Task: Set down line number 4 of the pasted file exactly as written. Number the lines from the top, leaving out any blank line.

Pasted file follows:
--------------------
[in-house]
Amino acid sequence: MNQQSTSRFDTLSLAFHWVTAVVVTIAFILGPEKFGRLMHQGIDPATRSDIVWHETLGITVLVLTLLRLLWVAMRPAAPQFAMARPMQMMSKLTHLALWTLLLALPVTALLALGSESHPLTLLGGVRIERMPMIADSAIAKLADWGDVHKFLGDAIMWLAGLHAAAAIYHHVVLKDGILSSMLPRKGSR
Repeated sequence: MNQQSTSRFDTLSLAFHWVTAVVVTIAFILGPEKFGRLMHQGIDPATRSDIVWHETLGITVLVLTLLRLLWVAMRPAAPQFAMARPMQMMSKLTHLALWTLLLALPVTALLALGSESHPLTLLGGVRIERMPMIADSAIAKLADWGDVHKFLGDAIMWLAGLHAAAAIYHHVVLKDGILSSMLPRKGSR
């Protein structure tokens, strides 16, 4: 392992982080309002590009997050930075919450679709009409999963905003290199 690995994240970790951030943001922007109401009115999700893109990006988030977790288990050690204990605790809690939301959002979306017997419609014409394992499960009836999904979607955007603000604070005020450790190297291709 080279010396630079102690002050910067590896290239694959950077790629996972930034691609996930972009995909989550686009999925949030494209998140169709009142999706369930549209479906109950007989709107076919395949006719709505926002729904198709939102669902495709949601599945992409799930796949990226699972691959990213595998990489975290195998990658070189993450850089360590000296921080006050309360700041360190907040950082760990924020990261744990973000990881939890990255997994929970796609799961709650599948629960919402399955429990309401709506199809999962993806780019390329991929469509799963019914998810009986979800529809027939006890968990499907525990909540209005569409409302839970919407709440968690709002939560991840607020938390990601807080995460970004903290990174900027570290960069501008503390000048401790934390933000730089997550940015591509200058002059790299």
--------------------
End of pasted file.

């Protein structure tokens, strides 16, 4: 392992982080309002590009997050930075919450679709009409999963905003290199 690995994240970790951030943001922007109401009115999700893109990006988030977790288990050690204990605790809690939301959002979306017997419609014409394992499960009836999904979607955007603000604070005020450790190297291709 080279010396630079102690002050910067590896290239694959950077790629996972930034691609996930972009995909989550686009999925949030494209998140169709009142999706369930549209479906109950007989709107076919395949006719709505926002729904198709939102669902495709949601599945992409799930796949990226699972691959990213595998990489975290195998990658070189993450850089360590000296921080006050309360700041360190907040950082760990924020990261744990973000990881939890990255997994929970796609799961709650599948629960919402399955429990309401709506199809999962993806780019390329991929469509799963019914998810009986979800529809027939006890968990499907525990909540209005569409409302839970919407709440968690709002939560991840607020938390990601807080995460970004903290990174900027570290960069501008503390000048401790934390933000730089997550940015591509200058002059790299």